Man Sues Government for $9.5 Million After Snowmobile Collision

( – A man who was disabled in a March 2019 snowmobile crash is suing the federal government, claiming the Blackhawk helicopter that he crashed into at night should never have been there.

Jeff Smith, 48 at the time of the crash, was riding his snowmobile on a well-known trail in Worthington, Massachusetts, at night. The trail ran through part of a long disused private airfield on Albert Farms, whose owners had given the U.S. Army permission to land their 64-foot Blackhawk aircraft on.

Smith was riding his snowmobile at night on a trail he knew well, only to be shocked by running straight into the tail section of the helicopter, which he said was not illuminated. Now, he’s suing the Army in federal court for $9.5 million. Smith lost functionality in his left arm, has experienced long-term breathing problems, and has endured multiple surgeries to correct the damage.

He says the money he hopes to win from the suit will help pay for an electronic prosthesis that would give him at least partial use of his arm. Smith claims his health is even worse today than it was directly after the crash, saying, “It feels like I’m in a worse place” than he was after the initial surgeries after the accident.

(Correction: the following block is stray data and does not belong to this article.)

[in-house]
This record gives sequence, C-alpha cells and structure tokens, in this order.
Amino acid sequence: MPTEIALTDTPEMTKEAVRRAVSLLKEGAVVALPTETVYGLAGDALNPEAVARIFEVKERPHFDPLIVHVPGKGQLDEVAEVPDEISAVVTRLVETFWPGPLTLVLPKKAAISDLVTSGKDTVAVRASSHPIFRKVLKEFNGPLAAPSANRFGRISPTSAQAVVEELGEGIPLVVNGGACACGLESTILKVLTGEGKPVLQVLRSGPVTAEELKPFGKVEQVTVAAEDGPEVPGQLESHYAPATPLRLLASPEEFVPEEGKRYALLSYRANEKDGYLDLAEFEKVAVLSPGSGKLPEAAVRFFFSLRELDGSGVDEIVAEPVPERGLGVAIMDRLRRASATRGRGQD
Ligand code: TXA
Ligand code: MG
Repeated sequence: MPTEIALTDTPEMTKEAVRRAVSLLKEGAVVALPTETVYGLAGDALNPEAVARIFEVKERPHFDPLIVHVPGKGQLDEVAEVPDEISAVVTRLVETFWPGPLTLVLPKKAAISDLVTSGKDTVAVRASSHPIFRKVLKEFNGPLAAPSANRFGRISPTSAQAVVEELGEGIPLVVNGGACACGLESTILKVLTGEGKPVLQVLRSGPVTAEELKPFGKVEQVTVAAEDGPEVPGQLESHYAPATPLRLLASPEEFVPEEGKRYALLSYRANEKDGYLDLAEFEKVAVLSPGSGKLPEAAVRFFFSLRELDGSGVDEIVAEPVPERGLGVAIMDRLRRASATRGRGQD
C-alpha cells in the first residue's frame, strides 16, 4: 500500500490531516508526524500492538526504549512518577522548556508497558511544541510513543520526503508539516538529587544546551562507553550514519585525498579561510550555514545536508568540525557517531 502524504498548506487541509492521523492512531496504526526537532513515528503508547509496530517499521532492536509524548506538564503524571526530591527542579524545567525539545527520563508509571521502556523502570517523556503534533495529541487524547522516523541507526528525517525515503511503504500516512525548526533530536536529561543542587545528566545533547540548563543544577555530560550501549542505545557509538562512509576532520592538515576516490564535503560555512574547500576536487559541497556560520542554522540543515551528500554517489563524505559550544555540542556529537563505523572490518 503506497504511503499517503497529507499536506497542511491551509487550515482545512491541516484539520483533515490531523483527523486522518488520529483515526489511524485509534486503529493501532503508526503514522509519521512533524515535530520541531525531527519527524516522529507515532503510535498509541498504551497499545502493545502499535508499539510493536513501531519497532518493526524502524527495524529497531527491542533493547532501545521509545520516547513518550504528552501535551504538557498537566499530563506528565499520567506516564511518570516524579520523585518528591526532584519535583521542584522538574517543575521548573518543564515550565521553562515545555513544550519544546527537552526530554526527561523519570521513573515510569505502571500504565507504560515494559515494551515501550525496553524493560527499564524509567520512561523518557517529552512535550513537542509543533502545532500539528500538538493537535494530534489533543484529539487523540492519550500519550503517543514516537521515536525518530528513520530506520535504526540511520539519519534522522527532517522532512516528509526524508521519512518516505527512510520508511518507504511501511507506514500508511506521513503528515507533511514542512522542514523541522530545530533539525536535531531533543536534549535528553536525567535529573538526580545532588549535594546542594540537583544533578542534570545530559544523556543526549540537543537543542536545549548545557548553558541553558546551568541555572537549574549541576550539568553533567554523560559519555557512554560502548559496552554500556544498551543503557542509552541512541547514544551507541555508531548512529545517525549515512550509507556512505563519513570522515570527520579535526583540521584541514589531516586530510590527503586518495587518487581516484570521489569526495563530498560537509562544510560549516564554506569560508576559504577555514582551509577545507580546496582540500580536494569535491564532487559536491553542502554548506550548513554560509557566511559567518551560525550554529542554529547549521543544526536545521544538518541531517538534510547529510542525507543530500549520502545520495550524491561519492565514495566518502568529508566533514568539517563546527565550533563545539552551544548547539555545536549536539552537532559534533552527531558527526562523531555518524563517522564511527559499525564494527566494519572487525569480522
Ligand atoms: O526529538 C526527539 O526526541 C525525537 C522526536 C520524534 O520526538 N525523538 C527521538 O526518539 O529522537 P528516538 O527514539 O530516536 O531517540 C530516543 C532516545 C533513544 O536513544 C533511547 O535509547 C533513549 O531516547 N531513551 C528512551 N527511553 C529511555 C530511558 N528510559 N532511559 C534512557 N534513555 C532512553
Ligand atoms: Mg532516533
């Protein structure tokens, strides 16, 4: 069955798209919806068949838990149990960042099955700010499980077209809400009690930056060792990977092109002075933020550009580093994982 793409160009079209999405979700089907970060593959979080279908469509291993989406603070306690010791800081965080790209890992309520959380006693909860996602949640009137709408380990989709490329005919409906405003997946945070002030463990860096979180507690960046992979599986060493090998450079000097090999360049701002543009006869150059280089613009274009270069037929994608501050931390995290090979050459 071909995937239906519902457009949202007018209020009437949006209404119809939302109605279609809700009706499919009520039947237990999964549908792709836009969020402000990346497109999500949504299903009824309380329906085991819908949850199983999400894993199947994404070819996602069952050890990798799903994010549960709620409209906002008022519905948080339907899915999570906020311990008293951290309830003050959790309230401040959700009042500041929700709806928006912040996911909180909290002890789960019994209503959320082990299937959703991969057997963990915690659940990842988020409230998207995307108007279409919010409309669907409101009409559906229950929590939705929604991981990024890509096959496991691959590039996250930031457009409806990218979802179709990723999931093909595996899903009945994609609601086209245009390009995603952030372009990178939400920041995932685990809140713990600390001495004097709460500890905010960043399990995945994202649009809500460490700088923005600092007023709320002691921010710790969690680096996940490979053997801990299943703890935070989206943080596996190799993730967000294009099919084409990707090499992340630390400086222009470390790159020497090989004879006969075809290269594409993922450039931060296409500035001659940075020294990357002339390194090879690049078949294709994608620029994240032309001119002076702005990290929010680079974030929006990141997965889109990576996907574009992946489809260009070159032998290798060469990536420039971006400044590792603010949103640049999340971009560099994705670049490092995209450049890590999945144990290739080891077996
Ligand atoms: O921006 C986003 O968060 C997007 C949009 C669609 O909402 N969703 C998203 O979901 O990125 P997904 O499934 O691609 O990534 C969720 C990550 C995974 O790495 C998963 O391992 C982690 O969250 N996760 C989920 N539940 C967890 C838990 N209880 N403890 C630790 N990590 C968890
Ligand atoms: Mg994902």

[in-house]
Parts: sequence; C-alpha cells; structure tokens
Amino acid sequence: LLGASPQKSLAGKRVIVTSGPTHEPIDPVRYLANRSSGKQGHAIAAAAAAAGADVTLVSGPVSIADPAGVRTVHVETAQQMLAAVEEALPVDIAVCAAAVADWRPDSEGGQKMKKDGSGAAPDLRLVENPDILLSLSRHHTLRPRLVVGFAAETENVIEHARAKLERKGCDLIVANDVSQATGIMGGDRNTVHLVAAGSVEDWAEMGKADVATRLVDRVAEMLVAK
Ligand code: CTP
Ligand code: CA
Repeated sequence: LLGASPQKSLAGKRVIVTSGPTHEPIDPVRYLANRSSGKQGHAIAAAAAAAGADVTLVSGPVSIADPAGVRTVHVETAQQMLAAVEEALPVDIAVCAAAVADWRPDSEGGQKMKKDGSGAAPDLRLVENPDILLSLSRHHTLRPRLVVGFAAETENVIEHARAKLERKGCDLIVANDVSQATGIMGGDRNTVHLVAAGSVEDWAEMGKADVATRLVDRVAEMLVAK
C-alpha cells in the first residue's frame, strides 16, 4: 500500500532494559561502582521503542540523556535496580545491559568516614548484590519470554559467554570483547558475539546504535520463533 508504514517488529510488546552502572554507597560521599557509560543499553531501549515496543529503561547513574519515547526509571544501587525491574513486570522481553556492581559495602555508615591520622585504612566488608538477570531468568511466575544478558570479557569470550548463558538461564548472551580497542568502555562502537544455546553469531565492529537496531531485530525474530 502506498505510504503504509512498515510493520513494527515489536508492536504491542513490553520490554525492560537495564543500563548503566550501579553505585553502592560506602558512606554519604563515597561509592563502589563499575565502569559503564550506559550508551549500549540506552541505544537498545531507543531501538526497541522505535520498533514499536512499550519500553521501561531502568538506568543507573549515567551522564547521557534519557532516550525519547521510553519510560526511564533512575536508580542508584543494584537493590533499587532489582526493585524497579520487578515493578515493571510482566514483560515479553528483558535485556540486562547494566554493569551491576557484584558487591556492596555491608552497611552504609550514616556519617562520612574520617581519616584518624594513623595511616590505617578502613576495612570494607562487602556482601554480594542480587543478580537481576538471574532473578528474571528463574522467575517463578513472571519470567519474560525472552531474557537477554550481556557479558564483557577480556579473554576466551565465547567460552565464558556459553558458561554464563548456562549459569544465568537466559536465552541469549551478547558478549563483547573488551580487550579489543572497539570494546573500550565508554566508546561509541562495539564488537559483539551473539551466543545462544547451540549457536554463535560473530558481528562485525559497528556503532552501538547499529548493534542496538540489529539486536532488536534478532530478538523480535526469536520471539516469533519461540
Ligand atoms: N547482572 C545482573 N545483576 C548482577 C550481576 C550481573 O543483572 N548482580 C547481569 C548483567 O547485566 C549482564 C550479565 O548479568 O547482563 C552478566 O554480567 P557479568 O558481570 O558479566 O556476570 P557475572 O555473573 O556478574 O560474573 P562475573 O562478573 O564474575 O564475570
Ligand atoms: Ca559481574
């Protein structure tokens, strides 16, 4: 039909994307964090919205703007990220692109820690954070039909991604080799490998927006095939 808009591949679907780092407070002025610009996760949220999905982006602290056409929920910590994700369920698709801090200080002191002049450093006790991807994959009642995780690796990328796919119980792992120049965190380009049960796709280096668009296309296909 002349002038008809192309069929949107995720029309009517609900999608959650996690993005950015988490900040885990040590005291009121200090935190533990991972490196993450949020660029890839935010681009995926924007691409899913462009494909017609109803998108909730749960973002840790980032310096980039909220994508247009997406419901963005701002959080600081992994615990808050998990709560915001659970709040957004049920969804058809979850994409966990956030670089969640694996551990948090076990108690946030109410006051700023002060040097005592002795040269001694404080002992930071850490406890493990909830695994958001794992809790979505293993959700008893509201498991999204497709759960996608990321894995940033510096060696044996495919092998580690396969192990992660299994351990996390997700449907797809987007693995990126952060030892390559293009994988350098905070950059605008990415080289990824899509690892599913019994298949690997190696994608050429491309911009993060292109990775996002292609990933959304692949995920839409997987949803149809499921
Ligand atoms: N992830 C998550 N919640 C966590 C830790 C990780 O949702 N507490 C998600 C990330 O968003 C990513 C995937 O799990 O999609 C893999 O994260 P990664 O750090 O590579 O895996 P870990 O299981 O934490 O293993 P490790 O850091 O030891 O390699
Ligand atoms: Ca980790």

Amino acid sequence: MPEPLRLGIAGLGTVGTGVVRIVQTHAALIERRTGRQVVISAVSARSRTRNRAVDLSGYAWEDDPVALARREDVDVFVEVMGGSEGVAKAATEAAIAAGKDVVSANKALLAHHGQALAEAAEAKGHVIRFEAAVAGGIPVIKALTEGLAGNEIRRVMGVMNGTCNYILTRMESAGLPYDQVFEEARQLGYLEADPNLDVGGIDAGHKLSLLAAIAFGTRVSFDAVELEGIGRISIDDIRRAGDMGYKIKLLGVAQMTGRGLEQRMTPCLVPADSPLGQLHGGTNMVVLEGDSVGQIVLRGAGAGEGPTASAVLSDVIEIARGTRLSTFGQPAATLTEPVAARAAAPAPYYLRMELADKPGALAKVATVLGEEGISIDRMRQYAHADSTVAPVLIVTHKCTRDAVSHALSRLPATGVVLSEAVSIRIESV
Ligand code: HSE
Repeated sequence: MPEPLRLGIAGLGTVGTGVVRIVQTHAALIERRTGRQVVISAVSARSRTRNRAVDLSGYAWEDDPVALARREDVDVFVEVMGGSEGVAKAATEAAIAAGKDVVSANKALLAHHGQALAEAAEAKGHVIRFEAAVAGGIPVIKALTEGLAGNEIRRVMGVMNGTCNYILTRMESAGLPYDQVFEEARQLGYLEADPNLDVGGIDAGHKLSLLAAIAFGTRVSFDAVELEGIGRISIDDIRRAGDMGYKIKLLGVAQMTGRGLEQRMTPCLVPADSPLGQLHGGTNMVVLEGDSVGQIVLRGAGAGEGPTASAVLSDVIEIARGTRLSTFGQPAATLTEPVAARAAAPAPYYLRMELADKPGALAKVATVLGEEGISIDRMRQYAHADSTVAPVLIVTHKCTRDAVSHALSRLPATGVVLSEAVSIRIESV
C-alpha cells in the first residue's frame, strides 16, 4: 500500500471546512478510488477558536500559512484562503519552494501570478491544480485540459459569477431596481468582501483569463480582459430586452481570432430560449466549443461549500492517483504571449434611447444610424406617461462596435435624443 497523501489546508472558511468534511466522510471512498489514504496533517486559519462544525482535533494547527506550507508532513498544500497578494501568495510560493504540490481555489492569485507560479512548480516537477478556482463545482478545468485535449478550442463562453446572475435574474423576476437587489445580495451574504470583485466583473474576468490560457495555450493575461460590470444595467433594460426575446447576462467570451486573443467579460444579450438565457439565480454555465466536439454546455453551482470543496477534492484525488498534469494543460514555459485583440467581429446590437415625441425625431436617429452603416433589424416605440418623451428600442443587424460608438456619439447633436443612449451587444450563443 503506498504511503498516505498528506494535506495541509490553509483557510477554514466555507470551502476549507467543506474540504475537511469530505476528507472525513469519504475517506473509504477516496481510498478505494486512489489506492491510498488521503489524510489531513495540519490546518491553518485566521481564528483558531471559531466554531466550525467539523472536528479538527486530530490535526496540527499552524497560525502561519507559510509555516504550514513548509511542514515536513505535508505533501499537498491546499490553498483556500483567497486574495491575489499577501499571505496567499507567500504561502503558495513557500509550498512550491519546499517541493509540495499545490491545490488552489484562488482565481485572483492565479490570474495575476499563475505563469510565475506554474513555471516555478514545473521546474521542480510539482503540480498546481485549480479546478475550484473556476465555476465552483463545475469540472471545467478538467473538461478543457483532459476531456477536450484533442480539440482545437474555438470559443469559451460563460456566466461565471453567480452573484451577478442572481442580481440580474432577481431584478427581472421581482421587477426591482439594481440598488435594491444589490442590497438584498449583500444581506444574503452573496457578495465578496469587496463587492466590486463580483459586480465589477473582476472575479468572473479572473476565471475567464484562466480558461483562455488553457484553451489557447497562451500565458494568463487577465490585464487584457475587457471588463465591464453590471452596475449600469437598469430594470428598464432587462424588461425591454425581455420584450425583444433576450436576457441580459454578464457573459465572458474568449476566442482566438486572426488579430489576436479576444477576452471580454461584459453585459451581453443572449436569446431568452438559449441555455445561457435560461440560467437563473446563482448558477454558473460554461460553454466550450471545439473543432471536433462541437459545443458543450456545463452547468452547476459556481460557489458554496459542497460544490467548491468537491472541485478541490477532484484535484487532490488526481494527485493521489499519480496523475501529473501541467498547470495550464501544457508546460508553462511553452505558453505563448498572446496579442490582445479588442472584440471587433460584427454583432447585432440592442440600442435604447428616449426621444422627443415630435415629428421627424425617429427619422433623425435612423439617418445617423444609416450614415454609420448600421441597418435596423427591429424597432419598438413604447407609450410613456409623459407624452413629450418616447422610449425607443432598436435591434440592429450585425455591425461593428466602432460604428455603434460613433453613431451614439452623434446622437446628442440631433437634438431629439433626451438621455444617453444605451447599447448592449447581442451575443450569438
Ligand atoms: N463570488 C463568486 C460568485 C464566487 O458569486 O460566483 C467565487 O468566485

The federal government has used multiple arguments to try to get the court to dismiss the suit, unsuccessfully so far. Government officials say the incident involved a policy decision, and therefore Smith can’t sue the government under the Federal Tort Claims Act. Government lawyers have also said Smith was going too fast (65 mph) and had drunk beer and taken prescription pills. They also say the U.S. District Court does not have jurisdiction over this claim.

Smith’s lawyer disagrees. Douglas Desjardin said the Army should have known it was a bad idea to land a helicopter on an active snowmobile trail. He also noted that the Army’s investigation established that the chopper crew did not mark or illuminate the craft after they landed it.

A ruling from the U.S. District Court in Springfield, Massachusetts, is expected sometime later this spring.

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